Huge chunks of ice like the ice cream smoothie made from a mixture of ammonia and water could be responsible for anomalies in the atmospheres of planets like Neptune and Uranus.
This icy object is likely to be highly effective at sending ammonia deep into the atmospheres of icy giant planets, causing the gas to be hidden under opaque clouds, according to research led by scientists. Tristan Guillot presented at the Europlanet Science Congress (EPSC) 2021.
Recently, distant observations at infrared and radio wavelengths indicate that, compared with other giant planets in the Solar System, Uranus and Neptune lack ammonia in their atmospheres. This is notable because the two planets are rich in other compounds, such as methane, in the primordial cloud from which the planets form.
Tristan Guillot is a researcher at CNRS, the Laboratoire Lagrange research institute in Nice, France. He turned to a recent discovery of Jupiter for a solution.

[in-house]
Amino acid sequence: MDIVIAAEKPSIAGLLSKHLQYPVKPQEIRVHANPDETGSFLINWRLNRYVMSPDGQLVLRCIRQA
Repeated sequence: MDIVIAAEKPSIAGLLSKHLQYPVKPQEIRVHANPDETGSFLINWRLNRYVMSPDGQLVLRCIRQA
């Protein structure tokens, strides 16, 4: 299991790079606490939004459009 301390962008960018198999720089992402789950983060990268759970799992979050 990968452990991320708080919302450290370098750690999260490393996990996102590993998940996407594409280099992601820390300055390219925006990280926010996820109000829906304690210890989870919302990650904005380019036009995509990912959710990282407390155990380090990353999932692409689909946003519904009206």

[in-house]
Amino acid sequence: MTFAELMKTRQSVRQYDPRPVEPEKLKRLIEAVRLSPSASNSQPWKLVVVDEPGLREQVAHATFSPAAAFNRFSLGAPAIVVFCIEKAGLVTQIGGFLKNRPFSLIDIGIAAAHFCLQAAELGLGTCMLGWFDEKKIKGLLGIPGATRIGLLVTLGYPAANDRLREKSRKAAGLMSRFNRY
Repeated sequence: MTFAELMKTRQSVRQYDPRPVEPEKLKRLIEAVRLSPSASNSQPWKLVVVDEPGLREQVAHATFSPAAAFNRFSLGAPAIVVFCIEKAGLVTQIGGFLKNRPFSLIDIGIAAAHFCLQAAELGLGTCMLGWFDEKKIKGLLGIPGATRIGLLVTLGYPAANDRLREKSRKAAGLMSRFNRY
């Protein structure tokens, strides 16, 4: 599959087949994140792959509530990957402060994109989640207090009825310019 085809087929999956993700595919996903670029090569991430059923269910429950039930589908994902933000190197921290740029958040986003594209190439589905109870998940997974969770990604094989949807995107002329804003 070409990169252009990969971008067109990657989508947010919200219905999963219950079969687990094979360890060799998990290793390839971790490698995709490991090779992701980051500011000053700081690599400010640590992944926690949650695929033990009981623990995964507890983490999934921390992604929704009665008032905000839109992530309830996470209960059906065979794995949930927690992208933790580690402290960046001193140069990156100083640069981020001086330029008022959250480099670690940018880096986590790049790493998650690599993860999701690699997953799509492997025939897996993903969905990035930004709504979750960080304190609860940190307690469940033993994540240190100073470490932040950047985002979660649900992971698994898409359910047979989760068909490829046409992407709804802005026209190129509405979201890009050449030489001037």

Observations by the Juno spacecraft at Jupiter indicate that ammonia-water hail can form rapidly during storms because ammonia has the ability to liquefy water ice crystals, even at temperatures very low about -90 degrees Celsius.
Models show that Jupiter’s ice balls can grow to weigh 1kg or more, bigger than the largest hailstones on Earth. As they plunge below, they very efficiently transport ammonia to the planet’s deep atmosphere, beyond the reach of existing instruments on Earth.
To accurately determine the depth to which icy bodies carry ammonia and water deep into the atmospheres of planets in space, humanity needs to wait for an orbiter with more modern instruments available.
“Neptune and Uranus are an important link between giant planets, like Jupiter and Saturn, and the icy giant exoplanets we’re discovering in the galaxy. the need for it,” said scientist Tristan Guillot.